A child in Elmore County, Idaho, has been diagnosed with the plague, according to a statement by Central District Health in Idaho. Human-to-human transmission is extremely rare. Plague continues to be a serious and potentially fatal bacterial illness.
Early diagnosis and early treatment can save lives since antibiotic treatment is effective against the plague bacteria.
The child is recovering after receiving antibiotics.
Local health officials suspect that the boy contracted the disease when he was playing outside on a family trip to OR, but they don't know for sure.
There are a few plague cases every year in the USA, mostly in the rural West and especially the Southwest. Prior to this case, the last two cases reported in Idaho occurred in 1991 and 1992, with both patients fully recovering. Since those discoveries, the Idaho Department of Fish and Game, public health districts and the Idaho Department of Health and Welfare have been working to raise awareness of plague in the area each year.
Over the past few years, a few cases of plague have been recorded annually in New Mexico as well. Cats with plague pneumonia can give it to people.
BUBONIC: High fever, headache, chills, and weakness.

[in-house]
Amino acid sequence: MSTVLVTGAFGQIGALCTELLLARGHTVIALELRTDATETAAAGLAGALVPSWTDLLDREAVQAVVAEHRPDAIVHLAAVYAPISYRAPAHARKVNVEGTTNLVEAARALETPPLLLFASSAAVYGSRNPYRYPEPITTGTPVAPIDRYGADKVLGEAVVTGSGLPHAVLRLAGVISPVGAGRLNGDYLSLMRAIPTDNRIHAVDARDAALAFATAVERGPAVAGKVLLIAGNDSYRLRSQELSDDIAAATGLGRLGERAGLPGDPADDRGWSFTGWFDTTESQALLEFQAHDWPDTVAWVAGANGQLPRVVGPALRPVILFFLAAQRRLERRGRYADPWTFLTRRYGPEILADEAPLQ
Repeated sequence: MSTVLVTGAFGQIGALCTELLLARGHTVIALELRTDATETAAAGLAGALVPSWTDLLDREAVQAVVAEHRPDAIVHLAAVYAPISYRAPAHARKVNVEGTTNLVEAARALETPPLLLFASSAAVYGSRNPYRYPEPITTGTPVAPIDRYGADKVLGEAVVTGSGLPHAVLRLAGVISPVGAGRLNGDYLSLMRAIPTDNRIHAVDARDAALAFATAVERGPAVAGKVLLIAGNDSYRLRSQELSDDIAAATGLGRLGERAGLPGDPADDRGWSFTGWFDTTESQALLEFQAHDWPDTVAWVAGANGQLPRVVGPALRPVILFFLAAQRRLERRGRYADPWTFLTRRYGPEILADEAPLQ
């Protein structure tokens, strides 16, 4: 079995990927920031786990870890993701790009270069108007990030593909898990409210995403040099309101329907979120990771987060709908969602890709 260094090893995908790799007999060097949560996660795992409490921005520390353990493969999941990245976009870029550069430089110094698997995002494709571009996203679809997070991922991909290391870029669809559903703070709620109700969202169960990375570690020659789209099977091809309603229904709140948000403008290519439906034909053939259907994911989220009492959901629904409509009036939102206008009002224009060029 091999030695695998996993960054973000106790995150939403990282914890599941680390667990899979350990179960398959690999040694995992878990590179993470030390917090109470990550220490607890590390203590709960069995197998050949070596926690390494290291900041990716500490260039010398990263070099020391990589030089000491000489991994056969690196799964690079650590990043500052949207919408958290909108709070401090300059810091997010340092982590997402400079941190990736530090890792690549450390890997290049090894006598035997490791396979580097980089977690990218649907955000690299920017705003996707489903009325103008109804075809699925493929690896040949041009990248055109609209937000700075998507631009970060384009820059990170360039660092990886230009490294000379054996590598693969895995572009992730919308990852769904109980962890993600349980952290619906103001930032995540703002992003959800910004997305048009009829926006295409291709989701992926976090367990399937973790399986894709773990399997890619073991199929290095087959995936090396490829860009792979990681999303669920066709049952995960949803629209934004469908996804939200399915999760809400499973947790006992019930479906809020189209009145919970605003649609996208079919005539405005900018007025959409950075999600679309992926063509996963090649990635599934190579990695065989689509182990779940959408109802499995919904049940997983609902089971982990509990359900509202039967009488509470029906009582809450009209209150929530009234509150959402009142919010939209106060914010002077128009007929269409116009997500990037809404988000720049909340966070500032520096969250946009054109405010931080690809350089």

The most common type is the bubonic plague, which represents 80 to 95 percent of cases. Other animals, like rats, rabbits and chipmunks can then become infected when fleas move on from an infected animal.
Sick pets should be examined promptly by a veterinarian, especially if they may have had contact with sick or dead rodents in the desert areas south and east of Boise.
Still, the USA only gets a handful of cases - usually between one and 17 every year. Other ways people can get infected includes coming into contact with contaminated fluid, or through cough droplets.
Plague is a bigger problem in places that have a harder time shutting down outbreaks due to a lack of infrastructure, humanitarian crises, or ongoing conflicts, according to the World Health Organization.
The disease is most typically transmitted to humans from fleas who have bitten infected rodents.
According to the U.S. Centers for Disease Control and Prevention (CDC), the bacteria that causes plague can be found in rodents and fleas.
In the US, people can contract the plague when disposing of squirrels or mice that died from the infection or traveled to an area where infected animals live. In rural areas with semi-arid forests and grasslands, these animals spread the disease amongst themselves.
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